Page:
With the current turmoil in commodity prices, Resource asked industry commentators to answer the question: To what extent can recycled material replace virgin counterparts?
Recycled material faces two potential barriers to its uptake: price and quality. If making a product out of virgin material is less expensive than making it from recycled content, it’s hard to see how companies that are under pressure to deliver profit will not make what they perceive to be the short-term economic best choice.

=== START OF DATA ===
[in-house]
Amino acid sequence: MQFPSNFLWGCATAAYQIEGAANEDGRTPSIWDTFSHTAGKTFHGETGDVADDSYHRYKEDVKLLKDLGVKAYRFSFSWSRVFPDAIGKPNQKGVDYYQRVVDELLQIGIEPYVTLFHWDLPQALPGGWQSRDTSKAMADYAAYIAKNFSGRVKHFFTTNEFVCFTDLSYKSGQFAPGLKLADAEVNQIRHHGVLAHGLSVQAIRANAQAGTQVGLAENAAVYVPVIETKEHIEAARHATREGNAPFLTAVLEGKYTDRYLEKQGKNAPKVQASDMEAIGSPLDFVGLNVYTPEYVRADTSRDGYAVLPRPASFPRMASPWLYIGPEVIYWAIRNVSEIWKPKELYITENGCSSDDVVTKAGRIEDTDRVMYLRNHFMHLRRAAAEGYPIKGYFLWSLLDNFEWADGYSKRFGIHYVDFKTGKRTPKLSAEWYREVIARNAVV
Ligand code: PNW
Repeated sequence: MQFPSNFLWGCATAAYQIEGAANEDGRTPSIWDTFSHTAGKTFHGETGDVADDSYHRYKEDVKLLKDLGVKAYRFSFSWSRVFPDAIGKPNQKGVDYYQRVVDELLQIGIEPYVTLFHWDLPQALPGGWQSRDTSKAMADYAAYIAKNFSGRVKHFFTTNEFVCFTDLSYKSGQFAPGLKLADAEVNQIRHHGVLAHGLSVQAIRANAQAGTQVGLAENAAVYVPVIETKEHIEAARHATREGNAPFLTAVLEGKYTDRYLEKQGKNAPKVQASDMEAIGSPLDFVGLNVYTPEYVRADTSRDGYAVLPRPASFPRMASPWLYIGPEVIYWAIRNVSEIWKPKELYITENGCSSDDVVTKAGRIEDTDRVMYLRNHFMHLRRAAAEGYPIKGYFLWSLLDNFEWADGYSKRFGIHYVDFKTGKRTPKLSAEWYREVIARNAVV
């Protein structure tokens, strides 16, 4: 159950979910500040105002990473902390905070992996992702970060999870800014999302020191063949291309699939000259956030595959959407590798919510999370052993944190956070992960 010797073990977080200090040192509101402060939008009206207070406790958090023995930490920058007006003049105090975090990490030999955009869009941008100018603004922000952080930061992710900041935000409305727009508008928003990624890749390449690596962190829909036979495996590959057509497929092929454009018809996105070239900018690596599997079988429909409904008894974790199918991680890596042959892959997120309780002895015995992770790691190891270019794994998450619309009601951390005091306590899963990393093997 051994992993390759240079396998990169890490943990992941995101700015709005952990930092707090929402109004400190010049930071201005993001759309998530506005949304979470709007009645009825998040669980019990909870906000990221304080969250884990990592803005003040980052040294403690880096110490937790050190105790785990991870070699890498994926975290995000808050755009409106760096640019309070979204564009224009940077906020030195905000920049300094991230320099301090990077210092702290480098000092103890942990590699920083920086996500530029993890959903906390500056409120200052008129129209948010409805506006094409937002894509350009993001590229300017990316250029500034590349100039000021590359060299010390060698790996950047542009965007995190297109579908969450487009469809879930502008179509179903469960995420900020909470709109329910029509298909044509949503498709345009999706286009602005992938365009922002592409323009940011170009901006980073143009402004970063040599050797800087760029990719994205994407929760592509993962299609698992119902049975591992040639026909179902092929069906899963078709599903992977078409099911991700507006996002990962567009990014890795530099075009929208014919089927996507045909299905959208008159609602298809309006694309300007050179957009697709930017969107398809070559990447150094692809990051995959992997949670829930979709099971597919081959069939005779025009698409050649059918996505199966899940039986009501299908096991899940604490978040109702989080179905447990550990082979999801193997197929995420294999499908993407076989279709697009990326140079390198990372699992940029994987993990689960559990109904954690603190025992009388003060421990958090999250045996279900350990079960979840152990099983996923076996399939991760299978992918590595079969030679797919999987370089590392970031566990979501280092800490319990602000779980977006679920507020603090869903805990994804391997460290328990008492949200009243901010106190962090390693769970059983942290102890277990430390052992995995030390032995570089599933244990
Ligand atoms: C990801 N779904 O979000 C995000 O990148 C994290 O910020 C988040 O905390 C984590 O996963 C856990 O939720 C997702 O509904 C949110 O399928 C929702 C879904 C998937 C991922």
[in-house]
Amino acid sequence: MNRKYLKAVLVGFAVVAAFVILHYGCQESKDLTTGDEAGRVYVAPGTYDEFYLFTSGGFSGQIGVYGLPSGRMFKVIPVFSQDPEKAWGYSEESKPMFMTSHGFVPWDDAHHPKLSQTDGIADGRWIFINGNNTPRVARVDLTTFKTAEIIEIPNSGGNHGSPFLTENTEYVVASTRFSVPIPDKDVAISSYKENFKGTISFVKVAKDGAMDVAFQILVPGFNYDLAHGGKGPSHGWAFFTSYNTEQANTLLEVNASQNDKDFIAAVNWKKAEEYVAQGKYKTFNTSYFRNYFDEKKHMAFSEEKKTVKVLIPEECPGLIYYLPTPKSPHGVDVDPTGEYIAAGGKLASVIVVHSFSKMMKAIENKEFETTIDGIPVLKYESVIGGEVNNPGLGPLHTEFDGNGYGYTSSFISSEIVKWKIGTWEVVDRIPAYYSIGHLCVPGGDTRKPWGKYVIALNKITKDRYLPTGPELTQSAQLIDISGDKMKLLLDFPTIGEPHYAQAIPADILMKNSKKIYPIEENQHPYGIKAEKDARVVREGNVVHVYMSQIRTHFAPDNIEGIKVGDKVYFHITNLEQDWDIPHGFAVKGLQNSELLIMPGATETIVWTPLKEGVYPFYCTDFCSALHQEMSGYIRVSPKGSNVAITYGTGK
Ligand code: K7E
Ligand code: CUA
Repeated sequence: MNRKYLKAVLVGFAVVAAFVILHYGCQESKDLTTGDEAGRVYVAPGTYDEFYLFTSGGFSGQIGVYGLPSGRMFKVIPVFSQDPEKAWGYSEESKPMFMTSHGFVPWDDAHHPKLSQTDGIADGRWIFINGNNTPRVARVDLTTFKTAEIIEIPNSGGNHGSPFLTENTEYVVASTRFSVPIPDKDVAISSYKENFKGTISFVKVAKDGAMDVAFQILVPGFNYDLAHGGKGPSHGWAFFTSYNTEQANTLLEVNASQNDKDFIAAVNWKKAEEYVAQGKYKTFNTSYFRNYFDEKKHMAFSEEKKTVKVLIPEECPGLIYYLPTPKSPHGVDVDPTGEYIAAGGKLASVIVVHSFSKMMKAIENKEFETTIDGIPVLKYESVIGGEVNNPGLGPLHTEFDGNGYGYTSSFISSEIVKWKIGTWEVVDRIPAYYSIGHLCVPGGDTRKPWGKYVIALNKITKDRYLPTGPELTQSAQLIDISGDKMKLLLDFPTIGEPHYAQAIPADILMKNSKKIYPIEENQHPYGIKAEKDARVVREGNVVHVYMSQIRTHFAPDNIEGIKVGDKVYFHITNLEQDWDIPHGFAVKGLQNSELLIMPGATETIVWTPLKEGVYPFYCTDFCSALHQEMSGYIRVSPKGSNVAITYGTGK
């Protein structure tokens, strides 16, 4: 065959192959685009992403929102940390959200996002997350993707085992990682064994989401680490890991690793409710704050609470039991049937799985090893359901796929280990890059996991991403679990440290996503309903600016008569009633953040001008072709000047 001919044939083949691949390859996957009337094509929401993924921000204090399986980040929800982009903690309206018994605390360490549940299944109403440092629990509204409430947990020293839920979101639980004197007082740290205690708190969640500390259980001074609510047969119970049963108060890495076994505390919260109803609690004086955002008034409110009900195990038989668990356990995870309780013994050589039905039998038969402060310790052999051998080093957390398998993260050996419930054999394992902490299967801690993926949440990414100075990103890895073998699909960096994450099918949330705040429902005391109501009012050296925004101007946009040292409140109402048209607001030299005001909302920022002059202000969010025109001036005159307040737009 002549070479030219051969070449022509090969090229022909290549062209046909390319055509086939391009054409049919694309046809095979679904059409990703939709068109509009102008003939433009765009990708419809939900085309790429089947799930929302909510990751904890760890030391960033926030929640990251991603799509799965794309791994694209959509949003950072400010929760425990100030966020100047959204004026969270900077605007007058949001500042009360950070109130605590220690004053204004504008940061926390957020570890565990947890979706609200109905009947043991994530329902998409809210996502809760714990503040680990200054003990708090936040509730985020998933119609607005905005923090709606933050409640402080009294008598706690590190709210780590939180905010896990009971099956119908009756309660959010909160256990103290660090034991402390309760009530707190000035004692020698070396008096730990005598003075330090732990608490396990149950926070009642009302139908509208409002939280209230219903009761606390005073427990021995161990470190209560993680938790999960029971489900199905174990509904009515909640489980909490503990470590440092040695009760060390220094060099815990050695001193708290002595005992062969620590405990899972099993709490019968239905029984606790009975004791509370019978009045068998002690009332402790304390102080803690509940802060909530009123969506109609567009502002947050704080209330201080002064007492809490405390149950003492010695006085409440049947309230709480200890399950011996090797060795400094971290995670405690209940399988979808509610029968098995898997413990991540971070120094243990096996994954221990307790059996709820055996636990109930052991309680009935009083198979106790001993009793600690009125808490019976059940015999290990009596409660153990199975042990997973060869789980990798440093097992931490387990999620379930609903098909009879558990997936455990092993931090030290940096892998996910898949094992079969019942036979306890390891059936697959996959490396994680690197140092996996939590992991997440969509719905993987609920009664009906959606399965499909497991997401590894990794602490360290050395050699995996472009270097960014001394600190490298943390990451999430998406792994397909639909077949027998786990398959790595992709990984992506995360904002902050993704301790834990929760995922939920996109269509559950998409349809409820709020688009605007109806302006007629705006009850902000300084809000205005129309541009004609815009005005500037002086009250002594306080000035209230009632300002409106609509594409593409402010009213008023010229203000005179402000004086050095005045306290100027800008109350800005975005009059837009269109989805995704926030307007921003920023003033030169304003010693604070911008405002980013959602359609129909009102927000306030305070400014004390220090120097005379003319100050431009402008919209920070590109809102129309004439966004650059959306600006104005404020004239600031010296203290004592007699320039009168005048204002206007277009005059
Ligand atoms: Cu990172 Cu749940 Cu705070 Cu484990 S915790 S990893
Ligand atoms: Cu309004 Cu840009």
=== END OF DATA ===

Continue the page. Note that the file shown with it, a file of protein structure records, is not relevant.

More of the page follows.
Moreover, recycled products must be equitable in terms of quality and the material properties that go with it, which was once a problem with paper (recycled=brown and rough), and has notably been an issue recently with ensuring recycled cardboard and plastics can be used in food-grade applications, for example. Although you still pay a premium for recycled paper now, the industry has proved that 100 per cent recycled can be just as white as virgin (witness the product in your very hands), and other recycled materials have proven quality track records, as well.